This year 2020 would go down in the annals of history as no ordinary year. The COVID-19 pandemic has claimed countless lives and shaken our major institutions such as family, church, and education to the core. This persistent microbe, also known as coronavirus, has tested our resolve to save both lives and livelihoods. The pandemic and our response to it revealed our strengths and our weakness both as individuals and communities.
Through it all, individuals and families continue to search for purpose and meaning. Many teachers ask if virtual teaching is an exercise in futility; health care workers wonder when it will end; the global business community fears that the economy would collapse despite the best intentions of their respective governments.
The heightened uncertainty, economic instability, fear and anxiety and the social fallout are as real as the virus itself.
As the Archdiocese of Port of Spain begins Vocations Awareness Week 2020 today, the family, our parishes, our schools and youth and young adult ministries must grasp this crisis with both hands and turn it around as a force and opportunity to call forth selfless service from our people. Said a different way, this pandemic crisis and the varied need created by it, is the rich soil in which vocations can germinate, sprout and flourish. A vocation, the Divine call to service of the Kingdom, is best heard amidst hardship, need and emptiness both at the material and spiritual levels.
The harsh social and economic reality of today could well tease out a positive response to God by young people through unleashing their personal generosity and altruistic self-sacrifice.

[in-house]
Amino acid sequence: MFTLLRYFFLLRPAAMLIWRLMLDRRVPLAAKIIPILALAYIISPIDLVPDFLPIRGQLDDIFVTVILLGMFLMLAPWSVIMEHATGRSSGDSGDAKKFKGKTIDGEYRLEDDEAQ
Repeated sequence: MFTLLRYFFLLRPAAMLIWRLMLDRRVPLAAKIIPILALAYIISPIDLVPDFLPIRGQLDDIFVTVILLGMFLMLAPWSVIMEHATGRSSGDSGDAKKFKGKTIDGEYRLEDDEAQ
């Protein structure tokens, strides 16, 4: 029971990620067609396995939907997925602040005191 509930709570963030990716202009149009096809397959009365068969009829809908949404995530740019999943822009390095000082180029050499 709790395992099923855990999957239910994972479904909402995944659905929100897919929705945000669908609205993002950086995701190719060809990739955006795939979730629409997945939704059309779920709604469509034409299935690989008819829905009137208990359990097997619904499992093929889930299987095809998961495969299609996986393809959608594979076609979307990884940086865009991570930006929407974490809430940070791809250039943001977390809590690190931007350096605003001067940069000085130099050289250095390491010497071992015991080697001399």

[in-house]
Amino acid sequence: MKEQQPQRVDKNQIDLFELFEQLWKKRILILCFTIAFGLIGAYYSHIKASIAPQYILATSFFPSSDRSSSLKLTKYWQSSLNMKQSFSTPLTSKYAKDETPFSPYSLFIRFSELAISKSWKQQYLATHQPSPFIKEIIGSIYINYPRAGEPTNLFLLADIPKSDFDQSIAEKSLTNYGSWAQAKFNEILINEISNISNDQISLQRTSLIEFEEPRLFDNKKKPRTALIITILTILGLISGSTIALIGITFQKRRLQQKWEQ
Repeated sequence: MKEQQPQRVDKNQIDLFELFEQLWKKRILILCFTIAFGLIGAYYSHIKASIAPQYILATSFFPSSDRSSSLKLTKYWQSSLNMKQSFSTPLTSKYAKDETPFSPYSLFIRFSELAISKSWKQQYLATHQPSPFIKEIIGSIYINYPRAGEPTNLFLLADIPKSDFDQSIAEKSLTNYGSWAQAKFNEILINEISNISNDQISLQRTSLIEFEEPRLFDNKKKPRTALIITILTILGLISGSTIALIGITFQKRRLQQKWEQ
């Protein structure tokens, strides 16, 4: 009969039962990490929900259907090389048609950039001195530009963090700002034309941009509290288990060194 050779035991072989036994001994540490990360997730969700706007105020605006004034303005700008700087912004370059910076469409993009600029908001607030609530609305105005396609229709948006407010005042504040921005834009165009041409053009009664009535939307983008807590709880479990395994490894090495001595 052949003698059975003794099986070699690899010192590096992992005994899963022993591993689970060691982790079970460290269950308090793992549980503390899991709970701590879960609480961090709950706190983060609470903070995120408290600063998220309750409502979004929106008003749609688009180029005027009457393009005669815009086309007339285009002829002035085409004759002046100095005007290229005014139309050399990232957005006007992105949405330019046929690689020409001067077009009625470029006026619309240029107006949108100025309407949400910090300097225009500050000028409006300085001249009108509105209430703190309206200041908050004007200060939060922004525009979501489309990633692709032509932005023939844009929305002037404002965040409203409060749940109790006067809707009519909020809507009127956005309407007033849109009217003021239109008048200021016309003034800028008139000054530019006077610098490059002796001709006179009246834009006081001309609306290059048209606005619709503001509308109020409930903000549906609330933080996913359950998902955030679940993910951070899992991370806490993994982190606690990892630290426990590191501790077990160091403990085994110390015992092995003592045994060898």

The then Mother Teresa of Calcutta, Frs Richard Ho Lung, Gerry Pantin and countless others, founders and foundresses of lay communities and convents know this well.
In other words, the silver lining behind the dark cloud of the pandemic is the yielding of a ‘yes’ to God to make a difference in the world today.
Every Catholic stands the chance of discovering a vocation in the midst of the pandemic fall out. There are young men and women who are literally a heartbeat and a decision away of finding fulfilment and peace if they would only ask, ‘What is God saying to me by and in this global pandemic?’ and, ‘How can I be of service to my fellow human beings in the craziness of life today?’
These basic questions are conversation openers with the Lord of the harvest. The Church is therefore challenged to create spaces of reflection in which life-changing and direction-changing questions can be asked of our faithful, particularly the youths and young adults.
The current need, the hardship and the difficulty in Trinidad and Tobago has the potential to focus youth and young adults on an alternative path, that is, a path of service.
We must grasp this opportunity with both hands. We must be prepared to ask the right questions at the right time; this is the time.